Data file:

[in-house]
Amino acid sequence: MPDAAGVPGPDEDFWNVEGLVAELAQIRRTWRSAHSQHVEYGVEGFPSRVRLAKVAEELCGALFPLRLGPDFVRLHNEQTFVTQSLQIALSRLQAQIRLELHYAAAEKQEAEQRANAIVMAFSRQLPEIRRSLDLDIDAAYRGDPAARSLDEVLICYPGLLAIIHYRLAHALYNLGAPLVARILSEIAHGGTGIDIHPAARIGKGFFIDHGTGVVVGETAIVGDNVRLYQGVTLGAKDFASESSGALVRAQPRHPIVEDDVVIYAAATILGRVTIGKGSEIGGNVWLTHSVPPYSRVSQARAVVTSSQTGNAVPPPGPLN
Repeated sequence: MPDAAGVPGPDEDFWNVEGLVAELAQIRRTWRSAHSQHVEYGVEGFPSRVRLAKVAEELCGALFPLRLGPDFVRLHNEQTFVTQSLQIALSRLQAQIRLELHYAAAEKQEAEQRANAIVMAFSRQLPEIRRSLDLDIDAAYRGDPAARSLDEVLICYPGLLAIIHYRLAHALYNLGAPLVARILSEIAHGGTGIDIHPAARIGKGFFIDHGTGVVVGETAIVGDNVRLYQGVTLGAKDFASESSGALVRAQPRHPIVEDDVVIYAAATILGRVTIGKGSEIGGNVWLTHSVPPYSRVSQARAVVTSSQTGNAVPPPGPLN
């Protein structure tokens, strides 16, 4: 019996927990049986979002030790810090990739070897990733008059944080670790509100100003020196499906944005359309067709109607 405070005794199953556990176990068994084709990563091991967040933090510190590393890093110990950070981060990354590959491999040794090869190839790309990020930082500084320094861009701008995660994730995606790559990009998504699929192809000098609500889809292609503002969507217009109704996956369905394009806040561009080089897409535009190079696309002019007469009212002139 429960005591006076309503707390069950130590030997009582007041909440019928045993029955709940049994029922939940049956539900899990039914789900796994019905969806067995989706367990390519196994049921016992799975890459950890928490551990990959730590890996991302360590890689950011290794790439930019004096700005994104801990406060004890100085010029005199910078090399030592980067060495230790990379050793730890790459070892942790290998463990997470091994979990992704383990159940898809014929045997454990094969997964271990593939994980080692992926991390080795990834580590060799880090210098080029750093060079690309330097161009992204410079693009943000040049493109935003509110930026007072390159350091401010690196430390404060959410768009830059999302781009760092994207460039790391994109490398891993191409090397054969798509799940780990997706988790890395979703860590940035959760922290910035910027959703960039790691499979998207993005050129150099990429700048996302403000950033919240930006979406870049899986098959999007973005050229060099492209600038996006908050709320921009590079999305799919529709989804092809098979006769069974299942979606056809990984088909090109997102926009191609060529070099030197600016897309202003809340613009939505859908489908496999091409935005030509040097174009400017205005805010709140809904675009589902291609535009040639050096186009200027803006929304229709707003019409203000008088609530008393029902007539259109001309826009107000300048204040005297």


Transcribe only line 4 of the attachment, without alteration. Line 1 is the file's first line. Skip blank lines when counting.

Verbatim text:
């Protein structure tokens, strides 16, 4: 019996927990049986979002030790810090990739070897990733008059944080670790509100100003020196499906944005359309067709109607 405070005794199953556990176990068994084709990563091991967040933090510190590393890093110990950070981060990354590959491999040794090869190839790309990020930082500084320094861009701008995660994730995606790559990009998504699929192809000098609500889809292609503002969507217009109704996956369905394009806040561009080089897409535009190079696309002019007469009212002139 429960005591006076309503707390069950130590030997009582007041909440019928045993029955709940049994029922939940049956539900899990039914789900796994019905969806067995989706367990390519196994049921016992799975890459950890928490551990990959730590890996991302360590890689950011290794790439930019004096700005994104801990406060004890100085010029005199910078090399030592980067060495230790990379050793730890790459070892942790290998463990997470091994979990992704383990159940898809014929045997454990094969997964271990593939994980080692992926991390080795990834580590060799880090210098080029750093060079690309330097161009992204410079693009943000040049493109935003509110930026007072390159350091401010690196430390404060959410768009830059999302781009760092994207460039790391994109490398891993191409090397054969798509799940780990997706988790890395979703860590940035959760922290910035910027959703960039790691499979998207993005050129150099990429700048996302403000950033919240930006979406870049899986098959999007973005050229060099492209600038996006908050709320921009590079999305799919529709989804092809098979006769069974299942979606056809990984088909090109997102926009191609060529070099030197600016897309202003809340613009939505859908489908496999091409935005030509040097174009400017205005805010709140809904675009589902291609535009040639050096186009200027803006929304229709707003019409203000008088609530008393029902007539259109001309826009107000300048204040005297």